“Dan, this is the easiest shave I have had since we left the ship.”

He said again, presently:

“Why Dan, a man could go to sleep with this man shaving him.”

Dan took the chair. Then he said:

“Why this is Titian. This is one of the old masters.”

I wrote on. Directly Dan said:

“Doctor, it is perfect luxury. The ship’s barber isn’t any thing to him.”

My rough beard wee distressing me beyond measure. The barber was rolling up his apparatus. The temptation was too strong. I said:

“Hold on, please. Shave me also.”

I sat down in the chair and closed my eyes. The barber soaped my face, and then took his razor and gave me a rake that well nigh threw me into convulsions. I jumped out of the chair: Dan and the doctor were both wiping blood off their faces and laughing.

I said it was a mean, disgraceful fraud.

They said that the misery of this shave had gone so far beyond any thing they had ever experienced before, that they could not bear the idea of losing such a chance of hearing a cordial opinion from me on the subject.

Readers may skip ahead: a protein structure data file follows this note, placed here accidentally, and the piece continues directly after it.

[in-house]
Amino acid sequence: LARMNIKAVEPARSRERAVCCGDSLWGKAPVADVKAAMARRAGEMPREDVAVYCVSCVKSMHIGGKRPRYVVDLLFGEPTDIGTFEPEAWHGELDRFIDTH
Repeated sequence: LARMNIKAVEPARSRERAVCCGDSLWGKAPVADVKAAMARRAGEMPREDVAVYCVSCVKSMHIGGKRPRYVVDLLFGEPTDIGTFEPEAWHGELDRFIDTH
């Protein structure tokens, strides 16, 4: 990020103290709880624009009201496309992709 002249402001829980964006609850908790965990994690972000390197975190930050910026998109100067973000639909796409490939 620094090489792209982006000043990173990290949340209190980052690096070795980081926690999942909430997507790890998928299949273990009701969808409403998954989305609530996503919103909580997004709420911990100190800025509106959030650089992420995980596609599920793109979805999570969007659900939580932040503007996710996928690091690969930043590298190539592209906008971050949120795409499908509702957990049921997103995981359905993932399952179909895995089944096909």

It was shameful. But there was no help for it. The skinning was begun and had to be finished. The tears flowed with every rake, and so did the fervent execrations. The barber grew confused, and brought blood every time. I think the boys enjoyed it better than any thing they have seen or heard since they left home.

We have seen the Campanile, and Byron’s house and Balbi’s the geographer, and the palaces of all the ancient dukes and doges of Venice, and we have seen their effeminate descendants airing their nobility in fashionable French attire in the Grand Square of St. Mark, and eating ices and drinking cheap wines, instead of wearing gallant coats of mail and destroying fleets and armies as their great ancestors did in the days of Venetian glory. We have seen no bravoes with poisoned stilettos, no masks, no wild carnival; but we have seen the ancient pride of Venice, the grim Bronze Horses that figure in a thousand legends. Venice may well cherish them, for they are the only horses she ever had. It is said there are hundreds of people in this curious city who never have seen a living horse in their lives. It is entirely true, no doubt.

And so, having satisfied ourselves, we depart to-morrow, and leave the venerable Queen of the Republics to summon her vanished ships, and marshal her shadowy armies, and know again in dreams the pride of her old renown.

Rialto Bridge and Bridge of Sighs

http://ebooks.adelaide.edu.au/t/twain/mark/innocents/chapter23.html

Last updated Tuesday, March 4, 2014 at 20:05